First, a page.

Training and Development: Enhancing Communication and Leadership Skills, by Steven A. Beebe, Timothy P. Mottet and K. David Roach, 2012

Training and Development presents a step-by-step approach to developing training programs organized around the Needs-Centered model of training. This book suggests that every aspect of developing a training program should be based upon trainee needs. It includes application and discussion questions at the end of each chapter, offering readers the opportunity to put principles and skills to the test. It also provides readers with examples of needs assessment questionnaires, task analysis, training plans, and other tools that can be used as models when planning their own training programs.

Employee Development on a Shoestring, by Halelly Azulay, 2012
It has been estimated that 70 percent of employee development takes place through informal learning, rather than through formal learning events. Employee Development on a Shoestring offers insights and lessons for leveraging non-training activities for on-the-job employee development. It therefore offers specific implementation techniques for developing motivated, engaged employees in today’s “do more with less” business environment and acts as a tool kit for any employee developer including: Step-by-step guidance for initial goal-setting, templates, worksheets, checklists, ways to capitalize on development ideas that are easy to implement immediately and cheaply, and the hidden value of job rotation, stretch assignments, and special teams.

Telling Ain’t Training- 2nd Edition, by Harold D. Stolovitch and Erica J. Keeps, 2011
First published in 2002, this book is full of training myth-busting research and ready-to-use tools, delivered in a lighthearted and entertaining style. This new edition has been updated, expanded and enhanced to reflect almost a decade of progress. This is a book that faithfully practices what it preaches, engaging the reader from page one and immediately involving them in the first of many try-it-yourself exercises in learning.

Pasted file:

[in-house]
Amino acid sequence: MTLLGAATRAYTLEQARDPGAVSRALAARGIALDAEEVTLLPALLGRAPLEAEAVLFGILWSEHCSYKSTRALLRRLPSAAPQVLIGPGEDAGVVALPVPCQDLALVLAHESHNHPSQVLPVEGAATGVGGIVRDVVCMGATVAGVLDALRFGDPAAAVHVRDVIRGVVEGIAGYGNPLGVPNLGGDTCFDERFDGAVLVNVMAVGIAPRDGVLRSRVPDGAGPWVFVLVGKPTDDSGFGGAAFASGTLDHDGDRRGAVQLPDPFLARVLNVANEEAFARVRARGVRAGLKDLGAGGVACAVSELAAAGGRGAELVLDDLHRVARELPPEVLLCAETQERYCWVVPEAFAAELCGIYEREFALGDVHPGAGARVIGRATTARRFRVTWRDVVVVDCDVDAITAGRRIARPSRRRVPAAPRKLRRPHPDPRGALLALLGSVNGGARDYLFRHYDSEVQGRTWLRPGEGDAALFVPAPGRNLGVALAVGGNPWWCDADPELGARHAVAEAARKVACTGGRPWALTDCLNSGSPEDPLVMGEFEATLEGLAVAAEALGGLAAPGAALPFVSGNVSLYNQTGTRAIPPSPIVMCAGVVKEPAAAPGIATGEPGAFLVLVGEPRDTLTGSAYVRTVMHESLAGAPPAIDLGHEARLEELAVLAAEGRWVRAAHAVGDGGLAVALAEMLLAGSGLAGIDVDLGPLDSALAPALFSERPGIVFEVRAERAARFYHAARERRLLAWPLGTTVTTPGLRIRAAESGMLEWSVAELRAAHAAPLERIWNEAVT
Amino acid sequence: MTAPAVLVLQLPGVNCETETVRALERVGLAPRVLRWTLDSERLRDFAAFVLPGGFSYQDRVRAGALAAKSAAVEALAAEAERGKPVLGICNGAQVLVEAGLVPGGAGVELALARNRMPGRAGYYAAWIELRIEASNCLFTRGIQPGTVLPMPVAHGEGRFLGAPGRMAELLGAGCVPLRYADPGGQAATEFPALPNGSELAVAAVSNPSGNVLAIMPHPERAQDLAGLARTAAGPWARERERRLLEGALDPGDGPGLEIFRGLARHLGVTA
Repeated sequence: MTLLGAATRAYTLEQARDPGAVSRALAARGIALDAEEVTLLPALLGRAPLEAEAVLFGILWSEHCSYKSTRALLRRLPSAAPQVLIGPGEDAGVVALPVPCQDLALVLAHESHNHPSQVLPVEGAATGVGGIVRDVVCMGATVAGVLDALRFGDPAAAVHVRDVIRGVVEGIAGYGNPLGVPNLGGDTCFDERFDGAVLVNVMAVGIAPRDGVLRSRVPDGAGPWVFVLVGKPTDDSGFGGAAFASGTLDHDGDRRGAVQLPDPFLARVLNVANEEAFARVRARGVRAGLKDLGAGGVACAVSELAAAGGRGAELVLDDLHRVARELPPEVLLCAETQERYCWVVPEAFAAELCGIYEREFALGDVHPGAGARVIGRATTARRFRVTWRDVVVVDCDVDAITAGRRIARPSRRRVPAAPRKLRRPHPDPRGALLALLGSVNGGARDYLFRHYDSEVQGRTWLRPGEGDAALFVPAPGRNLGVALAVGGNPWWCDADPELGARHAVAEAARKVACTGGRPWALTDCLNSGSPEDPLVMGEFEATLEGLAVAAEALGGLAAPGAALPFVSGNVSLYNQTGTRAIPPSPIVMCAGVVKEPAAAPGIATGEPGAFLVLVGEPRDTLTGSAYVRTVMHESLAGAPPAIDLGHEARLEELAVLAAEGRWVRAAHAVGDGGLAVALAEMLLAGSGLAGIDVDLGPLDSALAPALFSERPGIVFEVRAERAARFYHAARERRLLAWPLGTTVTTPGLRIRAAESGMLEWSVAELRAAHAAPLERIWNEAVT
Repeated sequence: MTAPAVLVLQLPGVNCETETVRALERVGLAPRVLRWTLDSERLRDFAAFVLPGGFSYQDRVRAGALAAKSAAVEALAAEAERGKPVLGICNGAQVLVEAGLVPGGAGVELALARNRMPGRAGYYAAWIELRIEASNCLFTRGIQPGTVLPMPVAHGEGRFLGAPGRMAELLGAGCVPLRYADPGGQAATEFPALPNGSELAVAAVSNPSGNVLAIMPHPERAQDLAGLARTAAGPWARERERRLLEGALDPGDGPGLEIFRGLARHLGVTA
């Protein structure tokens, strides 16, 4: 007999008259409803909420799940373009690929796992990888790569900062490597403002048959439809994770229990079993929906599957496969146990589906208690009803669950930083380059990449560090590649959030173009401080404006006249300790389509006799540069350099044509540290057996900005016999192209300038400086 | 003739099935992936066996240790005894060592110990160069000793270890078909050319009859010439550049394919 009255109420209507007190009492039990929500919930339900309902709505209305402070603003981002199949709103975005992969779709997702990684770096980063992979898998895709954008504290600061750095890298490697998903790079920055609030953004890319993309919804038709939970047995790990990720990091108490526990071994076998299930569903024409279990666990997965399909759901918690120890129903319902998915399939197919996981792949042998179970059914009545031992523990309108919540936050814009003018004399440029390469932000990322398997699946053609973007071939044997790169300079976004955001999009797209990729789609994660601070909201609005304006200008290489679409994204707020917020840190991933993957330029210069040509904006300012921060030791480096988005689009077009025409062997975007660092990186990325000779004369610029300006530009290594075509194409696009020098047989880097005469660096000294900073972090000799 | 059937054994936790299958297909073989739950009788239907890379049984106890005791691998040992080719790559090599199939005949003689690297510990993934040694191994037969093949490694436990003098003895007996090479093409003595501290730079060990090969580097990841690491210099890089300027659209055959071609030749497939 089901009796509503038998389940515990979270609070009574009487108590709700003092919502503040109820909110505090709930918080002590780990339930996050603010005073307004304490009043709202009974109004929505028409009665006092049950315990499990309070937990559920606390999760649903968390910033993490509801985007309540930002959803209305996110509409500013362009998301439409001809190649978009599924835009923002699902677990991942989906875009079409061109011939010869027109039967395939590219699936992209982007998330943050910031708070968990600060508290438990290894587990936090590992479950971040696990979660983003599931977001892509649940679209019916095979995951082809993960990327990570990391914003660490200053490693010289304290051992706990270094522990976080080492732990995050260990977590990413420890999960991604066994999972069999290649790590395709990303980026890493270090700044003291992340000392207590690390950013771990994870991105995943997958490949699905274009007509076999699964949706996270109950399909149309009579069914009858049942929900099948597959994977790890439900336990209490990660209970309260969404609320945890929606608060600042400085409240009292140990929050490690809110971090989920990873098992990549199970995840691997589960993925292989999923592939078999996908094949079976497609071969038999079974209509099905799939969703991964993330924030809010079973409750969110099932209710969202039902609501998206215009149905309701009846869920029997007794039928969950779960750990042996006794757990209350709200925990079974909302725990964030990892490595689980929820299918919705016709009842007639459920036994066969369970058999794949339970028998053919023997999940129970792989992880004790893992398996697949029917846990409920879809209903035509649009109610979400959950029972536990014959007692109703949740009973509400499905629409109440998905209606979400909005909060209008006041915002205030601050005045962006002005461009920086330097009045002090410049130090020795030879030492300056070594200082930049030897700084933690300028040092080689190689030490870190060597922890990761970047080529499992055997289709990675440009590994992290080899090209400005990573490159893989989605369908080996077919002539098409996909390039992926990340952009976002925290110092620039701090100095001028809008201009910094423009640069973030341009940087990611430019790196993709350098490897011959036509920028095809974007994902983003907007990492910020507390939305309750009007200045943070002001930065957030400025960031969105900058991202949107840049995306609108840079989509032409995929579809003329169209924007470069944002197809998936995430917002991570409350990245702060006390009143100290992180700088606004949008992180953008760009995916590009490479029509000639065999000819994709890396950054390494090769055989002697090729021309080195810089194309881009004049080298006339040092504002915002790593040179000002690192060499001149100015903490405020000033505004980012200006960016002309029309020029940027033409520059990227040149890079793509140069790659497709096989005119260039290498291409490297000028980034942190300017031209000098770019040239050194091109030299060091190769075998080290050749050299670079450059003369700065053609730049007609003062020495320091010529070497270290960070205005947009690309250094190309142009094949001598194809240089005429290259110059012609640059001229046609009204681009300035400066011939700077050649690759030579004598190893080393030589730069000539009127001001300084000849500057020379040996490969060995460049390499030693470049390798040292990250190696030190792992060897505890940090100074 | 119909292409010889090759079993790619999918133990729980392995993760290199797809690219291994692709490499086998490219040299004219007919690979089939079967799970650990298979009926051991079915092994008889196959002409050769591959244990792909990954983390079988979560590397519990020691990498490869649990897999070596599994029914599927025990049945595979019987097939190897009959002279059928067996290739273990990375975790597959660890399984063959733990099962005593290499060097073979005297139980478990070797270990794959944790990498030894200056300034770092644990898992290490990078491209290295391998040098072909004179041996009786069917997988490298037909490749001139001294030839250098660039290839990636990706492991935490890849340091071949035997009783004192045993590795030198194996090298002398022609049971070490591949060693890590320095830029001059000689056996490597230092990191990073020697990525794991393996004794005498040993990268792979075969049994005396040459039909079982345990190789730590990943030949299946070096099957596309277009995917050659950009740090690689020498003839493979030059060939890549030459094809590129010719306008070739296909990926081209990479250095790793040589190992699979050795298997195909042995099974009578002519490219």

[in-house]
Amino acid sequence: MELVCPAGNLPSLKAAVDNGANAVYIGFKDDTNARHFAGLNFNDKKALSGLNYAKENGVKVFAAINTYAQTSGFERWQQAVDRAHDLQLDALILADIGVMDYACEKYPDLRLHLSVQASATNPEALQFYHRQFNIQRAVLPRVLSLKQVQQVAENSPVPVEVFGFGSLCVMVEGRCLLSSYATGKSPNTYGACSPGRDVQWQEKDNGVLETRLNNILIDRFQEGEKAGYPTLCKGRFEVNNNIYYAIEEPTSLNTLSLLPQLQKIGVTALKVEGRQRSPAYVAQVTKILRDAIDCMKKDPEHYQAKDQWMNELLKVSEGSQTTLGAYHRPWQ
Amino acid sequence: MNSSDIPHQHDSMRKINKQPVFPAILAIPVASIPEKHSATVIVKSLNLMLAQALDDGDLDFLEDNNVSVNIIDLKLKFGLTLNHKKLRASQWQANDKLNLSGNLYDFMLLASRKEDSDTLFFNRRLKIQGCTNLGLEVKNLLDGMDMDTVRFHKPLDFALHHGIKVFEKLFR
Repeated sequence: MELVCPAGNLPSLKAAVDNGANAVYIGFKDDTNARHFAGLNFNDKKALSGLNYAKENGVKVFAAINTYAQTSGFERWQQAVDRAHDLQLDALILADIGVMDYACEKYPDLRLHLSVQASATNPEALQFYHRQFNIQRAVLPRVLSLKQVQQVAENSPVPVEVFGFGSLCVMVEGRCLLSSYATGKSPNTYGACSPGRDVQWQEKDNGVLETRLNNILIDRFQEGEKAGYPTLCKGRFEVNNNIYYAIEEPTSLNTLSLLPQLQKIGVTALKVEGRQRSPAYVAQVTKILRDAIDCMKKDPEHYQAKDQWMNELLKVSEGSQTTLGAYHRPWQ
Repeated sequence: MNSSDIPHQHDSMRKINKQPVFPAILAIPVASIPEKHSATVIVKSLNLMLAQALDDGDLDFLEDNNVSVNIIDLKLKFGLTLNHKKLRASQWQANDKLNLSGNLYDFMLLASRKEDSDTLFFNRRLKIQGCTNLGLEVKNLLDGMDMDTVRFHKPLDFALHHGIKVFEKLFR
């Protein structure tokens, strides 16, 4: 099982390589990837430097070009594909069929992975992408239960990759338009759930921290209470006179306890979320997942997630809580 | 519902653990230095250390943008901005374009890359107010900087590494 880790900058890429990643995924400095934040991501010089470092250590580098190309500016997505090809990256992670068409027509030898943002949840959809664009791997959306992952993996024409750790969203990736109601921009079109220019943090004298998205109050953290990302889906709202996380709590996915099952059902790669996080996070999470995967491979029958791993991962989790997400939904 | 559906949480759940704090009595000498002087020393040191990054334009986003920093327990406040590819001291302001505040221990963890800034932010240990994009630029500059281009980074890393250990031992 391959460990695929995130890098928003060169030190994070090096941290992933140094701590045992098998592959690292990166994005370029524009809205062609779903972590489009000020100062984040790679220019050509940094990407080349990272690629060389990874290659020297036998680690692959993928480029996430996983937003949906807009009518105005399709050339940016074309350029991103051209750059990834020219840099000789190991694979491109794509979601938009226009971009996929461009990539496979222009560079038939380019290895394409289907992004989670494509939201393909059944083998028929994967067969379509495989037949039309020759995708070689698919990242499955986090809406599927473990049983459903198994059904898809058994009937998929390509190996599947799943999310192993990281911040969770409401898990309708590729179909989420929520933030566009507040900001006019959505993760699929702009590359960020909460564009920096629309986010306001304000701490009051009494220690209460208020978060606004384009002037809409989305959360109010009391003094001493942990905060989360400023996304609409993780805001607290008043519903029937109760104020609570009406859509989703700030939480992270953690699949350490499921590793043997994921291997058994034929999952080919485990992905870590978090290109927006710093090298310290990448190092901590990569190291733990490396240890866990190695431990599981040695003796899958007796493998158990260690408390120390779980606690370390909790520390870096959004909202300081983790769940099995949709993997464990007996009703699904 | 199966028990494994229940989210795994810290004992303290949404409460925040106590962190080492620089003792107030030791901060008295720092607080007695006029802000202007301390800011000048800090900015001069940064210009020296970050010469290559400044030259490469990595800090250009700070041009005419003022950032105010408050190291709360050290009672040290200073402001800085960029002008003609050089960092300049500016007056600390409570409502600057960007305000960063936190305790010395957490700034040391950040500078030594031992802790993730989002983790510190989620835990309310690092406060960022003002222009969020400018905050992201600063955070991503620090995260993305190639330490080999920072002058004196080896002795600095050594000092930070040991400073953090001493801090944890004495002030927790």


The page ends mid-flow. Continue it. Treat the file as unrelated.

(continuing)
Design For How People Learn (Voices That Matter), by Julie Dirksen , 2011
Products, technologies, and workplaces change so quickly today that everyone is continually learning. Many of us are also teaching, even when it’s not in our job descriptions. Whether it’s giving a presentation, writing documentation, or creating a website or blog, we need and want to share our knowledge with other people. But if you’ve ever fallen asleep over a boring textbook, or fast-forwarded through a tedious e-learning exercise, you know that creating a great learning experience is harder than it seems. In this book the authors describe how we can all use the key principles behind learning, memory, and attention to create materials that enable an audience to both gain and retain the knowledge and skills being shared.

The Adult Learner, Seventh Edition, by Malcolm S. Knowles Ph.D., Richard A. Swanson Ph.D. and Elwood F. Holton III Ed.D, 2011
The late Malcolm S. Knowles, Ph.D., was one of the leading authorities on adult education in the second half of the twentieth century. He wrote the first major accounts of informal adult education and the history of adult education in the United States, authoring more than 200 articles and 18 books. He is famous for his adaptation of the theory of Andragogy as a conceptual basis for adult education and learning, and was a significant force in reorienting adult educators from ‘educating people’ to ‘helping them learn’. This update of a pioneering classic contains all Knowles’ original chapters alongside a newer second part by Elwood “Ed” Holton and Richard A Swanson charting the advancements on these core principles. A third section includes selected readings from previous editions to illustrate the theory’s evolution, as well as important articles from other key experts around the world for a comprehensive view.

The Learning and Development Book, by Tricia Emerson and Mary Stewart, 2011